Lithuania accuses former regulator of collusion in Snoras collapse

By bne IntelliNews December 18, 2012

bne -

The Lithuanian General Prosecutor's Office officially announced on December 14 that it suspects a former senior supervision official at the Bank of Lithuania of helping to cover up the violations at the collapsed Bankas Snoras.

An investigation into the collapse of Snoras, which had to be taken over by the state in November 2011 after a huge hole was found on its balance sheet, produced evidence to suspect Kazimieras Ramonas - head of the Credit Institutions Supervision Department at the time - of covering up deficiencies and legal violations starting in 2009, the office said on its website. Ramonas has pledged not to leave Lithuania, according to local media.

Ramonas' actions and deliberate failures to act "allowed Snoras to hide from the Bank of Lithuania the true ownership of assets it held in foreign banks," the Prosecutor's Office said, according to Bloomberg. "That is why the threat of Snoras being insolvent was not recognized in time." The announcement came just two days after Lithuania's Special Investigation Service launched a pre-trial investigation of Ramonas' actions and his possible failure to perform his duties.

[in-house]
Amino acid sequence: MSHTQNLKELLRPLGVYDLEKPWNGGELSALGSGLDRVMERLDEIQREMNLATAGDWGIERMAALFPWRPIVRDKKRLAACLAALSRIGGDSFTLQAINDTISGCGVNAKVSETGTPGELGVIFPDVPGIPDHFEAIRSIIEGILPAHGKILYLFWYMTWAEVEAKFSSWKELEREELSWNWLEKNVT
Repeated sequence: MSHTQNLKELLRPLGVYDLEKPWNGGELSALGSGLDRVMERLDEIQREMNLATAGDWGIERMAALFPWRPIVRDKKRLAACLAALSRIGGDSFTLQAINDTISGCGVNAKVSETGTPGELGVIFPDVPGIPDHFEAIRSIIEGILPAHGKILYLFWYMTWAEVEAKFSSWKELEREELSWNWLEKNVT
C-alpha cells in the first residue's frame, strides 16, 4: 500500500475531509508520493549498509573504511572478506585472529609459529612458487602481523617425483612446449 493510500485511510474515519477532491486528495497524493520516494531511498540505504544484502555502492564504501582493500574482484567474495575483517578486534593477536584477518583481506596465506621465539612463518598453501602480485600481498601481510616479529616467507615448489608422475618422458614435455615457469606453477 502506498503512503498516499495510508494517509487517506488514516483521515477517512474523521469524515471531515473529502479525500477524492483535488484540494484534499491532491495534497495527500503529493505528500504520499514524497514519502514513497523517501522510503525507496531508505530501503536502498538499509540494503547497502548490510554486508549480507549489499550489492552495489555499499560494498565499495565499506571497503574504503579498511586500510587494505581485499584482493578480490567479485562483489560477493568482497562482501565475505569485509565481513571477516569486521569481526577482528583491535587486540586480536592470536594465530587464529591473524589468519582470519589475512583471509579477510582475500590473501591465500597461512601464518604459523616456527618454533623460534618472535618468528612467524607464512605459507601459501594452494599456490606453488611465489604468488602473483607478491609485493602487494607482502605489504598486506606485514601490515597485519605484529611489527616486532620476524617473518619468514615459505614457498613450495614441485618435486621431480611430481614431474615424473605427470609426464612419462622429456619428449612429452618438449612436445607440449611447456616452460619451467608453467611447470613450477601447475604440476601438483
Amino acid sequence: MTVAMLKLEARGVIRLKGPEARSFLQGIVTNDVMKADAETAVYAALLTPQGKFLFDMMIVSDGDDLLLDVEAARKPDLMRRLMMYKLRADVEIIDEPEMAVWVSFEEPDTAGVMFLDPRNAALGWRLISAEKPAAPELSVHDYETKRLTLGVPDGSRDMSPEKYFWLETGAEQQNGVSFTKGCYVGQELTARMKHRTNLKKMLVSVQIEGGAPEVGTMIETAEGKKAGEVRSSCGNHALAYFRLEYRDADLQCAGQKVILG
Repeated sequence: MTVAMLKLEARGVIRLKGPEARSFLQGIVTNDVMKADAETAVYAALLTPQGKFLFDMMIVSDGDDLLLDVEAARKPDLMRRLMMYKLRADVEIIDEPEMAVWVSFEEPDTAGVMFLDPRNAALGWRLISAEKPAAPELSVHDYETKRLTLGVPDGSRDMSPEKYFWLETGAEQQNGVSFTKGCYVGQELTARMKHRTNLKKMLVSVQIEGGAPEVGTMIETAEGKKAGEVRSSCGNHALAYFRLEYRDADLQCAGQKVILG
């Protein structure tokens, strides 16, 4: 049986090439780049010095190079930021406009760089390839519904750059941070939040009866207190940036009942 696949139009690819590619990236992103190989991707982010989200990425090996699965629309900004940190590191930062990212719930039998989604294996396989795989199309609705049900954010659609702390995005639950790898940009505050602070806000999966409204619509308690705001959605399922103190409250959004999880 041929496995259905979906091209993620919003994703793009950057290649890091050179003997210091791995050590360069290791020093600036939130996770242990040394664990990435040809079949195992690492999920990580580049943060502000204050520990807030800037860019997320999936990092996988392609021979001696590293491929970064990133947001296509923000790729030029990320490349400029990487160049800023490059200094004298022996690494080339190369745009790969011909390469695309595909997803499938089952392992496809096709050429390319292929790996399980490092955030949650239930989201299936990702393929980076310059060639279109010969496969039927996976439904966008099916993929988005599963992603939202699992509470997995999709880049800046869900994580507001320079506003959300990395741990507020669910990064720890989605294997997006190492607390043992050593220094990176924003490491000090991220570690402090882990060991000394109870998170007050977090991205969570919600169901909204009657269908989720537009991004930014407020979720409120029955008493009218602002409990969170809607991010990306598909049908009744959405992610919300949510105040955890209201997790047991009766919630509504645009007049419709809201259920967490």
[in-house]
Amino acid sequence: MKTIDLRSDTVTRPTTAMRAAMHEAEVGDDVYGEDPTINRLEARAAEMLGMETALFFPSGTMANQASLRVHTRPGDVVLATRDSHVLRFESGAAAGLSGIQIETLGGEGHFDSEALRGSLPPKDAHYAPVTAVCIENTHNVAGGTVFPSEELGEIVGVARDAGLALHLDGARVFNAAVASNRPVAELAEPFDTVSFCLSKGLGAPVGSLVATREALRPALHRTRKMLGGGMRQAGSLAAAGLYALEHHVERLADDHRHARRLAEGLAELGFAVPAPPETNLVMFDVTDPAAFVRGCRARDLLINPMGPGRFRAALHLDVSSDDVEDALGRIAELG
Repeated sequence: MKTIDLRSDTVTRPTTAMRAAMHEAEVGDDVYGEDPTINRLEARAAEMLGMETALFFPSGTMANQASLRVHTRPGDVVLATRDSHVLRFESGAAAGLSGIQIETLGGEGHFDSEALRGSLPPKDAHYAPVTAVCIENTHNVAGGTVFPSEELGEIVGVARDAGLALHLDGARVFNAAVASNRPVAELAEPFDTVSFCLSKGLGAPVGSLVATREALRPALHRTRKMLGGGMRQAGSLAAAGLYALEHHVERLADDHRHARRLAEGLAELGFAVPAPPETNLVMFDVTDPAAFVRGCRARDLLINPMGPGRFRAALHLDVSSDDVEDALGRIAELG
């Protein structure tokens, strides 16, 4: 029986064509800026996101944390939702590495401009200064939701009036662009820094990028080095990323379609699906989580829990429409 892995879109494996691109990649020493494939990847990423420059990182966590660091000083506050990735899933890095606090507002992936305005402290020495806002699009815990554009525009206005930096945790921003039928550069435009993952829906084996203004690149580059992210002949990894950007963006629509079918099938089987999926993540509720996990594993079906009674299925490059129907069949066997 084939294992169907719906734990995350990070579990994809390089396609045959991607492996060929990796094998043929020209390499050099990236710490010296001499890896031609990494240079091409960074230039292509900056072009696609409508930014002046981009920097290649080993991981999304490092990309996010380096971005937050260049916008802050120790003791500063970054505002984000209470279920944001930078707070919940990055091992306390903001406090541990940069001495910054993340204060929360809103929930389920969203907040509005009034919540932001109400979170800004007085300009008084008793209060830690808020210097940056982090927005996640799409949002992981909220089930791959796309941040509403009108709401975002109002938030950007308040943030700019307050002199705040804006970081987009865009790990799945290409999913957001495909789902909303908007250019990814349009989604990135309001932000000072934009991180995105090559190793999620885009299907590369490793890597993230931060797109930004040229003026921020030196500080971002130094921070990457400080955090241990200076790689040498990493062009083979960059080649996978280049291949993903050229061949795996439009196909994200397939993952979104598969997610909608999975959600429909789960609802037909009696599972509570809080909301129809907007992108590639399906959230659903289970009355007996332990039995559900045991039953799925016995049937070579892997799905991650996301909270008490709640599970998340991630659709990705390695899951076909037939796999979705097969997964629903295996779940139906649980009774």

Ramonas, who previously said he neither knew about the problems at Snoras nor had reason to suspect them, was fired the same month that the bank - formerly owned by Russian banker Vladimir Antonov and local partner Raimondas Baranauskas, who are in the UK fighting extradition to Lithuania - was seized with missing assets to the tune of over €1bn. The Latvian subsidiary Krajbanka was declared bankrupt just after Snoras on December 1, 2011.

As bne reported at the time of the collapse, Antonov's background - which includes strong connections to a particularly cut-throat section of the Russian banking sector - should likely have caused the Baltic banking authorities to move far quicker. Indeed, the Bank of Lithuania's concerns over the state of Snoras' balance sheet were made public at the start of 2011.

Two of Ramonas' deputies quit their jobs at the central bank regulator shortly after he was fired. It has also emerged that Ramonas daughter and sister both worked at Snoras, and that he participated in the wedding of Baranauskas' son Edgaras. An appeal from Ramonas against unlawful dismissal was rejected by a Vilnius court in June 20.

Lithuania was forced to issue unplanned Eurobonds of €1bn to help it pay out Snoras depositors under a state guarantee scheme, and Vilnius is now hunting down Antonov's assets across the global in order to receive compensation.

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